As the weather warms, and we are outdoors more, it’s time to get serious about leptospirosis. If you’re a dog owner, you’ve likely heard of this disease, commonly known as “lepto.” Perhaps you remember your Westerville Veterinary Clinic veterinarian explaining the disease, or maybe your furry friend already receives the lepto vaccine each year. But, do you know what leptospirosis is, or how it is spread?

Leptospirosis is an infectious disease caused by a bacterial organism, Leptospira, named for its spiral-like shape. Animals are typically infected with Leptospira through direct contact with an infected animal, or a contaminated water source such as a pond, creek, or lake. Contact with infected urine is a primary infection source, although animals can pick up the bacteria in the soil, from an animal bite, or, rarely, through breeding, or in utero. Once an animal is infected with Leptospira, the bacteria move through the blood and into the tissues, causing damage along the way. Many pets will clear a mild infection, but others can become quite sick. 

Some pets are more at risk for leptospirosis

Because of the way leptospirosis spreads, pets who spend significant amounts of time outdoors, or around other animals, are more likely to contract the disease. In domestic pets, dogs are much more likely to develop leptospirosis than cats, who are not immune, but little is currently known about the disease in cats. Wild animals, such as rats, skunks, deer, and raccoons, may also harbor the bacteria, and transmit it to other wildlife or domestic animals. Since Leptospira thrives in warm, moist environments, dogs who live in mild climates, and who frequent bodies of water, such as lakes, streams, or rivers, may be more at risk for infection.

Leptospirosis signs in pets can vary

Like many infectious diseases, the clinical signs and severity of leptospirosis can vary wildly. While some affected pets may not show any abnormalities, others become severely ill, and others may die. According to the Centers for Disease Control and Prevention (CDC), the most common leptospirosis signs in dogs are non-specific, and include fever, vomiting, abdominal pain, diarrhea, anorexia, weakness, stiffness, and muscle pain. The disease can wreak havoc on the liver and kidneys, so signs like jaundice (i.e., yellow discoloration of the eyes, skin, or mucous membranes), or increased drinking and urination can also occur. Since lepto can affect many different body systems, some pets may exhibit respiratory signs, bleeding problems, or fluid accumulation. A diagnostic workup is essential for diagnosing and treating your pet, and our veterinary team may recommend baseline blood work, X-rays, leptospirosis-specific testing, and hospitalization. Time is of the essence with leptospirosis, so do not delay in seeking veterinary attention if your pet is ill.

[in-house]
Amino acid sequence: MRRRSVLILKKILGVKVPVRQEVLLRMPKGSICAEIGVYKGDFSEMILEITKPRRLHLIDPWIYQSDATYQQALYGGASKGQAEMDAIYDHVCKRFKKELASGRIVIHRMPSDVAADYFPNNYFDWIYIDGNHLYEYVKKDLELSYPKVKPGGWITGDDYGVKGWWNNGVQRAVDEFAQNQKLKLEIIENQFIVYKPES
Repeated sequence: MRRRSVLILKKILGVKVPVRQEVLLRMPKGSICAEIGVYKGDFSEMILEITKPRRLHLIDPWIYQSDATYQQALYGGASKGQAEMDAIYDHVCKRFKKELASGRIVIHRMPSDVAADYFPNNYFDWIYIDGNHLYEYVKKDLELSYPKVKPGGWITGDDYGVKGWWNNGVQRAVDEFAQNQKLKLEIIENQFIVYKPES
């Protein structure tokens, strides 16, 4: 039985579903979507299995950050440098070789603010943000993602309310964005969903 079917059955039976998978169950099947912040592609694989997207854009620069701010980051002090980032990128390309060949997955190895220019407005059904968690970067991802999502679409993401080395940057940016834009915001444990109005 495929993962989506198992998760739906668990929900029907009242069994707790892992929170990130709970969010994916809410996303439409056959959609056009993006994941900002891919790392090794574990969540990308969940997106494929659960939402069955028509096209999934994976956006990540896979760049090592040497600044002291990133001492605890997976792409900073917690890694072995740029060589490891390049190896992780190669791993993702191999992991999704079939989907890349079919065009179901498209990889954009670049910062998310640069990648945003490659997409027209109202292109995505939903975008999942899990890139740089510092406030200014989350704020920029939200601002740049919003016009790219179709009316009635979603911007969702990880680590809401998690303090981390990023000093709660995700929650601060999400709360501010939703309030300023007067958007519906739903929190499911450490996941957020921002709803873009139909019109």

Leptospirosis is zoonotic

One especially important quality of this bacteria is its ability to infect humans. Leptospirosis is not commonly transmitted from pets to people, but does occur, and any lepto-infected pet requires special handling. If you suspect your pet has leptospirosis, refrain from handling any of their bodily fluids, including urine, vomit, or blood, and contact our veterinary team immediately. If you live in a rural area, or near a large wildlife population, you and your pet may have a higher risk of contracting the disease. For more information regarding leptospirosis infections in people, consult the CDC guidelines here

Leptospirosis is preventable in pets

Fortunately for our active, outdoor dogs, an effective and safe vaccine is available. If your canine companion is not already protected against leptospirosis, your Westerville veterinarian will help you decide if vaccination is the right choice, based on your pet’s lifestyle. Currently, an approved one-year leptospirosis vaccine exists for dogs, but not for cats, or humans. Keep in mind that while the current leptospirosis immunizations are effective, no vaccine guarantees your pet’s protection. Therefore, instilling additional safety measures, such as controlling rodent populations and limiting your pet’s unsupervised access to wild areas, can help further protect you and your pet. 

If you’re planning to enjoy the great outdoors with your canine companions this summer, ensure they are up to date on their leptospirosis vaccinations. If your pet has never been vaccinated for leptospirosis, an additional booster vaccine will be required three to four weeks after the initial vaccination. Contact us to set up an appointment, and rest easy that your pets will be protected from this preventable disease.